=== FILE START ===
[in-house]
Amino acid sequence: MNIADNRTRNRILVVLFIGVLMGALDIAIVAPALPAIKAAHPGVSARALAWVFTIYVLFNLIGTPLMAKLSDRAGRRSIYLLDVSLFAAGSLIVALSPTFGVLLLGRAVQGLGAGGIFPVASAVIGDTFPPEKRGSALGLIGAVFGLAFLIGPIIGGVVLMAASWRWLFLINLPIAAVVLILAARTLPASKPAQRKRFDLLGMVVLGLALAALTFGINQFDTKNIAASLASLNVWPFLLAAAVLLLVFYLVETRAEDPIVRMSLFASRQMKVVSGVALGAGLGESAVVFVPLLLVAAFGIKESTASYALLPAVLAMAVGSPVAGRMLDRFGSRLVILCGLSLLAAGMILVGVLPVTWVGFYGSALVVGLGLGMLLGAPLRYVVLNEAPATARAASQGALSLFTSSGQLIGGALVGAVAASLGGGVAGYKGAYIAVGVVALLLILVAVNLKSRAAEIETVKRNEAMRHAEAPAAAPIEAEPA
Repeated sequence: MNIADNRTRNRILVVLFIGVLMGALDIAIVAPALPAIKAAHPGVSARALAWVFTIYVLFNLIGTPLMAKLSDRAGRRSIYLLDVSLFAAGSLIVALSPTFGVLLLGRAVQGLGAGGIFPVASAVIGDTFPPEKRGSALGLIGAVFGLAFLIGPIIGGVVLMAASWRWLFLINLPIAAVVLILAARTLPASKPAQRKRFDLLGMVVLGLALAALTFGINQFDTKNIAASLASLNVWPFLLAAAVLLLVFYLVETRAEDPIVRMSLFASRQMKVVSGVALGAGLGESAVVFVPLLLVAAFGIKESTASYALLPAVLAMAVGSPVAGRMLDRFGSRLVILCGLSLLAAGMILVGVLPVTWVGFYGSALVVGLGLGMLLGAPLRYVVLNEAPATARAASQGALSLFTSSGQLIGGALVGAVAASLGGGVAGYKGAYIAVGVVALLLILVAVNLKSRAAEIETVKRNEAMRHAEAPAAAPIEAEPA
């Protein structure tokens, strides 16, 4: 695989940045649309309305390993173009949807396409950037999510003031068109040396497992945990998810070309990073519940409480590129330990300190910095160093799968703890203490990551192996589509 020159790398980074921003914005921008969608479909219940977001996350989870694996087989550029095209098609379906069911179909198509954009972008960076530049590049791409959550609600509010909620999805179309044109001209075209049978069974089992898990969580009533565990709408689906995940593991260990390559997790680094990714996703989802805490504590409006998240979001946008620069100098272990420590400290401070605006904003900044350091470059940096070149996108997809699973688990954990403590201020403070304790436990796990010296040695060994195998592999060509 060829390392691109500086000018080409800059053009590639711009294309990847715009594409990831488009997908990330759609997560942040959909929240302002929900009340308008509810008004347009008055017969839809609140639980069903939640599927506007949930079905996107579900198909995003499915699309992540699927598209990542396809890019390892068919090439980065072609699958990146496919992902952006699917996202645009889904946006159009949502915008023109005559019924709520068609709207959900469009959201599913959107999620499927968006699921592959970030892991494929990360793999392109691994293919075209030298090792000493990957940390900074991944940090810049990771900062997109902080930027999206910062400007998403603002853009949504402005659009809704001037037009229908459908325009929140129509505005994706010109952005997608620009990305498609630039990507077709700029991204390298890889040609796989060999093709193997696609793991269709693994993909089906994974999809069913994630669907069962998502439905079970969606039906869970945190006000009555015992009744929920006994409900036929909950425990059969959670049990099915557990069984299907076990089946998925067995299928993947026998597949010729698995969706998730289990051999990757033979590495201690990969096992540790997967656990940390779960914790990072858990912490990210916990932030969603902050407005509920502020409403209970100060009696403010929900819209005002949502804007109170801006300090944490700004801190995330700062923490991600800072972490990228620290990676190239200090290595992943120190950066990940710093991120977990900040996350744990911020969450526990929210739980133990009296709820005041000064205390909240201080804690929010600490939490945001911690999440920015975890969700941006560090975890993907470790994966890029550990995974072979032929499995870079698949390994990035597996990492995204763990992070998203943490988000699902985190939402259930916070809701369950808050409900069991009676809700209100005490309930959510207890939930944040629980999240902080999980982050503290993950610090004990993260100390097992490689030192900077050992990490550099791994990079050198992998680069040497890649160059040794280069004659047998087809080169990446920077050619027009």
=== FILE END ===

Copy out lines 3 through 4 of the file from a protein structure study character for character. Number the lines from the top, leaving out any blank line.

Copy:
Repeated sequence: MNIADNRTRNRILVVLFIGVLMGALDIAIVAPALPAIKAAHPGVSARALAWVFTIYVLFNLIGTPLMAKLSDRAGRRSIYLLDVSLFAAGSLIVALSPTFGVLLLGRAVQGLGAGGIFPVASAVIGDTFPPEKRGSALGLIGAVFGLAFLIGPIIGGVVLMAASWRWLFLINLPIAAVVLILAARTLPASKPAQRKRFDLLGMVVLGLALAALTFGINQFDTKNIAASLASLNVWPFLLAAAVLLLVFYLVETRAEDPIVRMSLFASRQMKVVSGVALGAGLGESAVVFVPLLLVAAFGIKESTASYALLPAVLAMAVGSPVAGRMLDRFGSRLVILCGLSLLAAGMILVGVLPVTWVGFYGSALVVGLGLGMLLGAPLRYVVLNEAPATARAASQGALSLFTSSGQLIGGALVGAVAASLGGGVAGYKGAYIAVGVVALLLILVAVNLKSRAAEIETVKRNEAMRHAEAPAAAPIEAEPA
């Protein structure tokens, strides 16, 4: 695989940045649309309305390993173009949807396409950037999510003031068109040396497992945990998810070309990073519940409480590129330990300190910095160093799968703890203490990551192996589509 020159790398980074921003914005921008969608479909219940977001996350989870694996087989550029095209098609379906069911179909198509954009972008960076530049590049791409959550609600509010909620999805179309044109001209075209049978069974089992898990969580009533565990709408689906995940593991260990390559997790680094990714996703989802805490504590409006998240979001946008620069100098272990420590400290401070605006904003900044350091470059940096070149996108997809699973688990954990403590201020403070304790436990796990010296040695060994195998592999060509 060829390392691109500086000018080409800059053009590639711009294309990847715009594409990831488009997908990330759609997560942040959909929240302002929900009340308008509810008004347009008055017969839809609140639980069903939640599927506007949930079905996107579900198909995003499915699309992540699927598209990542396809890019390892068919090439980065072609699958990146496919992902952006699917996202645009889904946006159009949502915008023109005559019924709520068609709207959900469009959201599913959107999620499927968006699921592959970030892991494929990360793999392109691994293919075209030298090792000493990957940390900074991944940090810049990771900062997109902080930027999206910062400007998403603002853009949504402005659009809704001037037009229908459908325009929140129509505005994706010109952005997608620009990305498609630039990507077709700029991204390298890889040609796989060999093709193997696609793991269709693994993909089906994974999809069913994630669907069962998502439905079970969606039906869970945190006000009555015992009744929920006994409900036929909950425990059969959670049990099915557990069984299907076990089946998925067995299928993947026998597949010729698995969706998730289990051999990757033979590495201690990969096992540790997967656990940390779960914790990072858990912490990210916990932030969603902050407005509920502020409403209970100060009696403010929900819209005002949502804007109170801006300090944490700004801190995330700062923490991600800072972490990228620290990676190239200090290595992943120190950066990940710093991120977990900040996350744990911020969450526990929210739980133990009296709820005041000064205390909240201080804690929010600490939490945001911690999440920015975890969700941006560090975890993907470790994966890029550990995974072979032929499995870079698949390994990035597996990492995204763990992070998203943490988000699902985190939402259930916070809701369950808050409900069991009676809700209100005490309930959510207890939930944040629980999240902080999980982050503290993950610090004990993260100390097992490689030192900077050992990490550099791994990079050198992998680069040497890649160059040794280069004659047998087809080169990446920077050619027009």